Covid-19 caught all of us unawares: one minute I was stressing about the best autumn outfits for my postcolonial literature class and the next minute I was worried about the different shades of grey in my sweatsuits. Formal wear was out, dressy nights out were gone, the office closed, Mad Men and Suits were only on TV. Fashion was denigrated to online shopping binges, trips to the grocery store and the Kardashian’s pandemic getaways.
Joburg has just been pushed into another lockdown, lunches and nights out are no longer an option, so is it worth it dressing up to impress a partner, roommate or pet?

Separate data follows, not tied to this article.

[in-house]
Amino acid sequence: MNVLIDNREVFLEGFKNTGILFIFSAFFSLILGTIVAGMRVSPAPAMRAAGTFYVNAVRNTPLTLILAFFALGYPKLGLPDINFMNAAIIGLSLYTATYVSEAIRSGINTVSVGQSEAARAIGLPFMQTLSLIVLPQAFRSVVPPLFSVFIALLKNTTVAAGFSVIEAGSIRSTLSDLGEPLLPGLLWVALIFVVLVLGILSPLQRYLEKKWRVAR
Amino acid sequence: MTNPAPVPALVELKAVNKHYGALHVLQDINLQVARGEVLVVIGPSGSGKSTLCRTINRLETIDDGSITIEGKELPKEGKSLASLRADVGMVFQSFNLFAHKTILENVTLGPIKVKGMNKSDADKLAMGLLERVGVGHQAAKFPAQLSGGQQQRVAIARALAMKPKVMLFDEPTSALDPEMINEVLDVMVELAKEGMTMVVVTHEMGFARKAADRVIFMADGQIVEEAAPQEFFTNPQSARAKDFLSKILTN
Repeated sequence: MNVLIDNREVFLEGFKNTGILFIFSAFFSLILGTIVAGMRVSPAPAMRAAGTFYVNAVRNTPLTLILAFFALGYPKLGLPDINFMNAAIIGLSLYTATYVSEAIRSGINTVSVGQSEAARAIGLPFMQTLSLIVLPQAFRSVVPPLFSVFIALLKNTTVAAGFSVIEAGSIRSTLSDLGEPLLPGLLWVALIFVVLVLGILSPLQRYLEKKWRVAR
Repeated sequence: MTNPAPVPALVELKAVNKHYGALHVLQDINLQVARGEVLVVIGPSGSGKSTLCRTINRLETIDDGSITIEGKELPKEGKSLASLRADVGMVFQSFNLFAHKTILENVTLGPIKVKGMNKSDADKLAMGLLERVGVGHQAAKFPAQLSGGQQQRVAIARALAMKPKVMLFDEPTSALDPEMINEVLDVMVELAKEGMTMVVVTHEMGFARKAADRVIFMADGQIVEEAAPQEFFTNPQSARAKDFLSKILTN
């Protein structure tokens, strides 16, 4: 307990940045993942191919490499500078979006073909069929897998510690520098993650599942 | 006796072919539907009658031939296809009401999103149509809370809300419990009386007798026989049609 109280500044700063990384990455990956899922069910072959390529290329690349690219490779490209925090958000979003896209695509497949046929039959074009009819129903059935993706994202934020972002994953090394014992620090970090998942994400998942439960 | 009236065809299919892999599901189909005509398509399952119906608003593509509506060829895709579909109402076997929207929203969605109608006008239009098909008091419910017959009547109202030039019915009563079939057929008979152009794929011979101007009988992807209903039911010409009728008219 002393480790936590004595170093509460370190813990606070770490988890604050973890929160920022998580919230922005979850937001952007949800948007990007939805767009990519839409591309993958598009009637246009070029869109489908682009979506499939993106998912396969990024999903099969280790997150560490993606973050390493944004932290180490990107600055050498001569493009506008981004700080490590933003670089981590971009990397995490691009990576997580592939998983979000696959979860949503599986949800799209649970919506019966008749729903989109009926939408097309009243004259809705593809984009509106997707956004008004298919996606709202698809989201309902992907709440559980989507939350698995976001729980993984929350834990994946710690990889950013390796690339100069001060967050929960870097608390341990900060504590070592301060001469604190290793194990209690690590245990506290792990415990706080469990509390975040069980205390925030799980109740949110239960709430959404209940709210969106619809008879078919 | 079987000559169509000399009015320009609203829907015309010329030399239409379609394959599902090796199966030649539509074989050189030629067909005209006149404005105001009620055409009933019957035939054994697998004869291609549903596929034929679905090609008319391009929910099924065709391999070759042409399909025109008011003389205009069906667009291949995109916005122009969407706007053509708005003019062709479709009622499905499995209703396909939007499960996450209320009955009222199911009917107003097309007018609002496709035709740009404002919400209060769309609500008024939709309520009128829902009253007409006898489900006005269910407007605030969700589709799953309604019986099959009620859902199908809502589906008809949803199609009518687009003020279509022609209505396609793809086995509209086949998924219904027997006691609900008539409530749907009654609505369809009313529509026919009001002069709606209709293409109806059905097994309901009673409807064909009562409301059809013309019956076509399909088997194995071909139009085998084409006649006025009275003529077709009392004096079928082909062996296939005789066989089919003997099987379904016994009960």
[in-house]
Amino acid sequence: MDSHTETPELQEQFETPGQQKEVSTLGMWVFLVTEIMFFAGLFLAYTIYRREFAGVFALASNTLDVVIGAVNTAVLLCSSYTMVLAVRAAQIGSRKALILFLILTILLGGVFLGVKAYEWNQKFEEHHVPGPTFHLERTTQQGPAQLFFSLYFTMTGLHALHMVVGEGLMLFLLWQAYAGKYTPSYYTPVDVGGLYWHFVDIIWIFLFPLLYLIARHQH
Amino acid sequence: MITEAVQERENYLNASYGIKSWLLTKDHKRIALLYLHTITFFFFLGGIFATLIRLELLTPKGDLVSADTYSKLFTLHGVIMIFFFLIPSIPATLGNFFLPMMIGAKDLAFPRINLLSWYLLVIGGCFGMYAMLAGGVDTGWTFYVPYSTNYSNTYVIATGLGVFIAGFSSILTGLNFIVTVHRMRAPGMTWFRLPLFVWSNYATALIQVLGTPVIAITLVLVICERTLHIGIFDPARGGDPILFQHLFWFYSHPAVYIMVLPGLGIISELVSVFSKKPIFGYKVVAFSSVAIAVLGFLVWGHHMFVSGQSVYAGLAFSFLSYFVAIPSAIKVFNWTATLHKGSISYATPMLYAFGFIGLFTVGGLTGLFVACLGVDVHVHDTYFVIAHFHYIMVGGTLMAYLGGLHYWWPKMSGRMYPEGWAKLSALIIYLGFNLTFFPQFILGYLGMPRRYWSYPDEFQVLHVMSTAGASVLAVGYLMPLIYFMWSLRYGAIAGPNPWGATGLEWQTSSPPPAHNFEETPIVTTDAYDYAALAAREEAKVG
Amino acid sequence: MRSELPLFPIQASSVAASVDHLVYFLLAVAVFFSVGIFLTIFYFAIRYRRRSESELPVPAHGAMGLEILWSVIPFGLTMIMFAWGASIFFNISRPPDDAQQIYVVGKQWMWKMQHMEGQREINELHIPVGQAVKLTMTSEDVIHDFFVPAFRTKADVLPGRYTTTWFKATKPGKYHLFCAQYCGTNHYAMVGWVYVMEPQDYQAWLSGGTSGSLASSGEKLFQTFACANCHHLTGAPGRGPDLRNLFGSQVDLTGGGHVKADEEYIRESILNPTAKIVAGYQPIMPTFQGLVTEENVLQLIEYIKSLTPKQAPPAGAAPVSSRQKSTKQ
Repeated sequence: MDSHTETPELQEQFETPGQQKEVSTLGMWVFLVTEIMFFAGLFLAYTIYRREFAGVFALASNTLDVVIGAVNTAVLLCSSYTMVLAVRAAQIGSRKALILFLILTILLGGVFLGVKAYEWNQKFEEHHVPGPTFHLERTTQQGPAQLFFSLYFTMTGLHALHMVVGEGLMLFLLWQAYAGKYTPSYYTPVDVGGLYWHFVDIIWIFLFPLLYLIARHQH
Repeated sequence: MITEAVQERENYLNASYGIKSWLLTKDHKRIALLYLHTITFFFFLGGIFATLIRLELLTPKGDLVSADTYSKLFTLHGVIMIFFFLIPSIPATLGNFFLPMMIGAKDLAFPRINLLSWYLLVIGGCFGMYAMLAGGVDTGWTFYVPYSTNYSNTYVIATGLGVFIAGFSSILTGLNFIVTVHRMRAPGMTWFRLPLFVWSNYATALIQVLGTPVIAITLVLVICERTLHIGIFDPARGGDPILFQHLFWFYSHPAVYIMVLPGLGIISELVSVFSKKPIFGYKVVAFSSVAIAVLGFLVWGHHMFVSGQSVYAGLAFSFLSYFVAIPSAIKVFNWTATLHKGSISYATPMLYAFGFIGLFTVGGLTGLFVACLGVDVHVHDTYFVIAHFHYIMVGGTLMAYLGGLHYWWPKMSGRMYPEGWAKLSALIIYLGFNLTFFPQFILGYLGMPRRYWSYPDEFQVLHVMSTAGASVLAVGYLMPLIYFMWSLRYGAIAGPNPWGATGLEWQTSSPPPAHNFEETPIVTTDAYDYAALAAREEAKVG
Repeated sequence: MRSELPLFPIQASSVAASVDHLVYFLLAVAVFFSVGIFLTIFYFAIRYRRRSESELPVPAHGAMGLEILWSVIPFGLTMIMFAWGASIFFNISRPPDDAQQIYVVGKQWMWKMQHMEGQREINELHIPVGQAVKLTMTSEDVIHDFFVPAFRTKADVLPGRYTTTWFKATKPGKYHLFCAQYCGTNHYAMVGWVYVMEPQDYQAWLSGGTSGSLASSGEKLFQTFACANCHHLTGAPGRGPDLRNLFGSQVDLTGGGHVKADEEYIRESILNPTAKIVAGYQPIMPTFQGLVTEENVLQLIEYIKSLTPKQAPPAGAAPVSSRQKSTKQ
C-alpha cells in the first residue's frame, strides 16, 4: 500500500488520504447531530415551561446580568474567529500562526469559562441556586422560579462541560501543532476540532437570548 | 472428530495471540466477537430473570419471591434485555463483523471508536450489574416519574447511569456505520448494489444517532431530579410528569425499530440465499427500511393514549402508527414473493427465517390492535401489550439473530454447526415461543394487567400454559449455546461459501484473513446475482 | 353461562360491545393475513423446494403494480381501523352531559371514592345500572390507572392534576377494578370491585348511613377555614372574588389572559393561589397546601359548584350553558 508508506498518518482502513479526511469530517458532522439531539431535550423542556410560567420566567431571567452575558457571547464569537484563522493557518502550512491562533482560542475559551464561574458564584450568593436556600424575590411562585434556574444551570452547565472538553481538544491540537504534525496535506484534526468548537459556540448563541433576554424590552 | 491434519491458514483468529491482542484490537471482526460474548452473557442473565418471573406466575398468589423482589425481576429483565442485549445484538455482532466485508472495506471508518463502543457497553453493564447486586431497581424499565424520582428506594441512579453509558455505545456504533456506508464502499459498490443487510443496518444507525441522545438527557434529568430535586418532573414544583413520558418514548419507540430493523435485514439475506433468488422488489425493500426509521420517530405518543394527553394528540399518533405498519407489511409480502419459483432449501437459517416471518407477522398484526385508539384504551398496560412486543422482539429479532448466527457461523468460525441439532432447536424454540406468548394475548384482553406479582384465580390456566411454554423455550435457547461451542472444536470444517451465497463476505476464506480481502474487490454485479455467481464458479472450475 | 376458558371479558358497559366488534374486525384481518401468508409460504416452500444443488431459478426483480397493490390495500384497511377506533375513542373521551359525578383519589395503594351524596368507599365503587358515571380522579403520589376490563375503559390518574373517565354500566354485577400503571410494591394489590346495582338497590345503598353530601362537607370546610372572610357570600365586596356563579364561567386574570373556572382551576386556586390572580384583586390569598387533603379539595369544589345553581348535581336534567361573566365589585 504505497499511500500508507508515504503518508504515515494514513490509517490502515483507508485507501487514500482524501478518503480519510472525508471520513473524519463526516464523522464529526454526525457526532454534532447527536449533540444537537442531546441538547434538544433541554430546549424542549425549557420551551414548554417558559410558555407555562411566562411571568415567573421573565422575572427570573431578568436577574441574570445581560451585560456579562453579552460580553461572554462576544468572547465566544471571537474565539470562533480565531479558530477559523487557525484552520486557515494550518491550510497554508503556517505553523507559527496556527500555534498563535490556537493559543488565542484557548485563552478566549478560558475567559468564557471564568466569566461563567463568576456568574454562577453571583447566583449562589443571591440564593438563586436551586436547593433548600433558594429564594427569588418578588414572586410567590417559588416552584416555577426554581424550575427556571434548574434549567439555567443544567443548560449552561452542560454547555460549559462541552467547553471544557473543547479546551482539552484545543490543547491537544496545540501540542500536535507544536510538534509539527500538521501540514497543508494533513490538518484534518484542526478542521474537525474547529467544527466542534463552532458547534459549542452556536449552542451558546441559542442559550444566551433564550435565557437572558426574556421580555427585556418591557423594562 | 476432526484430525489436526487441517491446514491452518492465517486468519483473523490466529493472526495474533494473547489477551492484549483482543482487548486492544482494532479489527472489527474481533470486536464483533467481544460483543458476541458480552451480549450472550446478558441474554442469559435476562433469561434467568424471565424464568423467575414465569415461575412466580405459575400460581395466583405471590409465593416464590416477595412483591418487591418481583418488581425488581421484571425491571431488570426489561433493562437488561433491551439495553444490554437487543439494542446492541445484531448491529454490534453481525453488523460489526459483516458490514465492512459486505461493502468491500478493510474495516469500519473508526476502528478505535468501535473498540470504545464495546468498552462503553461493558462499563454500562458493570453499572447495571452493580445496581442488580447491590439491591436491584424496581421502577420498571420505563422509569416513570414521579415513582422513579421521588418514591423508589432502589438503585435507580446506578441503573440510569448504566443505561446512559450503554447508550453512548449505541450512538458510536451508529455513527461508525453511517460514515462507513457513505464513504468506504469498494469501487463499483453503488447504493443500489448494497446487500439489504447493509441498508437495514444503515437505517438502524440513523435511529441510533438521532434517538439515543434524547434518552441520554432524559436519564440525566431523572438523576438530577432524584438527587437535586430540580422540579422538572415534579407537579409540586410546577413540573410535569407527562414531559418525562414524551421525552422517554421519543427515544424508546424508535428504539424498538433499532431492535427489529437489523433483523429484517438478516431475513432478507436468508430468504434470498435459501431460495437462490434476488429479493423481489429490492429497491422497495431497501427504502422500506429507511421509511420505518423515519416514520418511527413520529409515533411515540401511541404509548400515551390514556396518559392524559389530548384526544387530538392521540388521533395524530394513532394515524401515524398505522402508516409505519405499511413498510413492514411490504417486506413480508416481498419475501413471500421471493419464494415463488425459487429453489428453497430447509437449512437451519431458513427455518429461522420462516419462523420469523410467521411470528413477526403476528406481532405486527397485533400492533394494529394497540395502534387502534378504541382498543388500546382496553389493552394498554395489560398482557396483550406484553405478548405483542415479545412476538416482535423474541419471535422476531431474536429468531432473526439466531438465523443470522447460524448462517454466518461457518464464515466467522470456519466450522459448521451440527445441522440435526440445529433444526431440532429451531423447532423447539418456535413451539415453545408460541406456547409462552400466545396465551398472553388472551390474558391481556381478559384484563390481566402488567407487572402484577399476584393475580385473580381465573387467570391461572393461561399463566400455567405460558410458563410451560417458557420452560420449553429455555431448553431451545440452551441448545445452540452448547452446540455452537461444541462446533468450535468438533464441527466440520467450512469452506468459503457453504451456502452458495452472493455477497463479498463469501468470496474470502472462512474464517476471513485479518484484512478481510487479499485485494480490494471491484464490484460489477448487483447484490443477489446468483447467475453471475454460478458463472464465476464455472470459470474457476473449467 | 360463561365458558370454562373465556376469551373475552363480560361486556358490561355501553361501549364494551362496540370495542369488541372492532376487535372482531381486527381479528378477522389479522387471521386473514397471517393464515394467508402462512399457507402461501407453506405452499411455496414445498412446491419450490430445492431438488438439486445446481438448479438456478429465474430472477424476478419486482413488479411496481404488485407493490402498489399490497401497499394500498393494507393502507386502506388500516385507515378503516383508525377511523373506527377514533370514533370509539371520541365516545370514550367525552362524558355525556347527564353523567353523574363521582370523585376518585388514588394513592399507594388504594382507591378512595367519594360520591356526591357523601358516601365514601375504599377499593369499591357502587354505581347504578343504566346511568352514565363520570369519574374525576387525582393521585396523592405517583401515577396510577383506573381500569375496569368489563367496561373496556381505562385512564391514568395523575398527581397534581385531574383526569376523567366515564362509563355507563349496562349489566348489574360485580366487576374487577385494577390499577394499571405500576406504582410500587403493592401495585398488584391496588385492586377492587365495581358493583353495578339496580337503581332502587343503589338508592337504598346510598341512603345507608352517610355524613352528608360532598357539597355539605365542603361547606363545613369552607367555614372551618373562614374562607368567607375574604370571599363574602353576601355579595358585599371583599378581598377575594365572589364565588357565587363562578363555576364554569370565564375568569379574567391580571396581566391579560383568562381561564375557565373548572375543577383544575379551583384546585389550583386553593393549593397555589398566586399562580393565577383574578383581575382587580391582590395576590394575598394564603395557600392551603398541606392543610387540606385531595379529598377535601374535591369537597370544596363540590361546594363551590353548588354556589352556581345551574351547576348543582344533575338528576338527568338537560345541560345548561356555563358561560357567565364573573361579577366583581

The entire fashion industry was disrupted, factories were closed, storefronts abandoned due to the mass migration to digital stores and clothing sales fell as consumers stayed home and realised they didn’t need the current 52 fashion cycles. Purchases became more discerned, the environmental impact held in higher acclaim, sustainable practices and labour policies more important than a nostalgic graphic on a Bangladeshi-factory-shop 50% cotton tee. This has provoked a new, and long time coming, movement called “circulatory”, meaning that items and materials are kept in the system for longer, whether they are resold, repurposed or recycled, meaning tonnes of textiles are kept out of landfills or dumped in developing countries countries.